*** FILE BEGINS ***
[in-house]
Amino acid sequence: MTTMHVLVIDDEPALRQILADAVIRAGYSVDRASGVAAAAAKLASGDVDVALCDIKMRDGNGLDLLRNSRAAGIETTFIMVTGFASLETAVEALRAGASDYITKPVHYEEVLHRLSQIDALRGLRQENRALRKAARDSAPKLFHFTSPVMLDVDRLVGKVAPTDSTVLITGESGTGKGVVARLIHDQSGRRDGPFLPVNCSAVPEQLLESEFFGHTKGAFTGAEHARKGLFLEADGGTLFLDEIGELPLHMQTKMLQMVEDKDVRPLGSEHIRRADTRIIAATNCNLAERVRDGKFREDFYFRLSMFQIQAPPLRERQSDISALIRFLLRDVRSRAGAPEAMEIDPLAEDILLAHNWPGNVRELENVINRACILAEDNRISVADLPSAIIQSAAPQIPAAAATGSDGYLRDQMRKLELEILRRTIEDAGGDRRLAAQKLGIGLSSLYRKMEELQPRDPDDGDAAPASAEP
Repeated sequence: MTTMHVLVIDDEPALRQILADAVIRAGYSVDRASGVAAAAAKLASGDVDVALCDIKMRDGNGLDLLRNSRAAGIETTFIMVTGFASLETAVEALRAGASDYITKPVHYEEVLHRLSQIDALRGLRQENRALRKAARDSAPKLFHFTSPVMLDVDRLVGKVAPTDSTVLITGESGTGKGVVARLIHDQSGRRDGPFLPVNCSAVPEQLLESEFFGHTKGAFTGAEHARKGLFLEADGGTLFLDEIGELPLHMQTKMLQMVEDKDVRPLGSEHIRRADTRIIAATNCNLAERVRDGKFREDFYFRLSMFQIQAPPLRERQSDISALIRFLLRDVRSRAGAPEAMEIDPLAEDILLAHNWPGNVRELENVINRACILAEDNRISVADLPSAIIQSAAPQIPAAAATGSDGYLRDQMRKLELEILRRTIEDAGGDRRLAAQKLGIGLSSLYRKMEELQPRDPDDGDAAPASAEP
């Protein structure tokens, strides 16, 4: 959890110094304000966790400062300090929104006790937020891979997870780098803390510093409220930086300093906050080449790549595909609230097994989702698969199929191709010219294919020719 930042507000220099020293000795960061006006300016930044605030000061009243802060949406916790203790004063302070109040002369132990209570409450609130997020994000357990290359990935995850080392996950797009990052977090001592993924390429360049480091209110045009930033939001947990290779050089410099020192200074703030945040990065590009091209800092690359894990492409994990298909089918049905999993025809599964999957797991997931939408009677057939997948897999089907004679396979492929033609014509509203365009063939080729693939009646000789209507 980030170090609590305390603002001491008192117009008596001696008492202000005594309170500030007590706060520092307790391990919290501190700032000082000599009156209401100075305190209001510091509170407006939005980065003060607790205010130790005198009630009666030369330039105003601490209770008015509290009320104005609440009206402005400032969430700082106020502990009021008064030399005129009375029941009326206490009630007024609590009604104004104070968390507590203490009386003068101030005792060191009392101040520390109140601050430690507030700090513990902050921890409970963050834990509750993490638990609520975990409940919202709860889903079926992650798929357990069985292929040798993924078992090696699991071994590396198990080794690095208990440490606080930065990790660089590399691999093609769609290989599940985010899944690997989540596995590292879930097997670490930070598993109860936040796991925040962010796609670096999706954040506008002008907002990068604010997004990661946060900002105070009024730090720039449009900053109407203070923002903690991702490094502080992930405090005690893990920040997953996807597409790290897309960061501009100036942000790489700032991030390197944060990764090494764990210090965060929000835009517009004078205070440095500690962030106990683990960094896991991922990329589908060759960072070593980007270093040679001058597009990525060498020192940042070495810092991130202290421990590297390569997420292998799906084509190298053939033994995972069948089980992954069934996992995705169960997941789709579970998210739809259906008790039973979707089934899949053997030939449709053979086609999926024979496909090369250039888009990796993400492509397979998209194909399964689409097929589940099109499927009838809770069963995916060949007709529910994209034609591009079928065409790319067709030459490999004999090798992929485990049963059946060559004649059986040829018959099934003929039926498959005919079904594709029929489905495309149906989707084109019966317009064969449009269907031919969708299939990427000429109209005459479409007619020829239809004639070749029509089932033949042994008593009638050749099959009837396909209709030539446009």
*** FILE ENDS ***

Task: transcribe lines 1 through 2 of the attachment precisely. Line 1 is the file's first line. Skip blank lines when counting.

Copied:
[in-house]
Amino acid sequence: MTTMHVLVIDDEPALRQILADAVIRAGYSVDRASGVAAAAAKLASGDVDVALCDIKMRDGNGLDLLRNSRAAGIETTFIMVTGFASLETAVEALRAGASDYITKPVHYEEVLHRLSQIDALRGLRQENRALRKAARDSAPKLFHFTSPVMLDVDRLVGKVAPTDSTVLITGESGTGKGVVARLIHDQSGRRDGPFLPVNCSAVPEQLLESEFFGHTKGAFTGAEHARKGLFLEADGGTLFLDEIGELPLHMQTKMLQMVEDKDVRPLGSEHIRRADTRIIAATNCNLAERVRDGKFREDFYFRLSMFQIQAPPLRERQSDISALIRFLLRDVRSRAGAPEAMEIDPLAEDILLAHNWPGNVRELENVINRACILAEDNRISVADLPSAIIQSAAPQIPAAAATGSDGYLRDQMRKLELEILRRTIEDAGGDRRLAAQKLGIGLSSLYRKMEELQPRDPDDGDAAPASAEP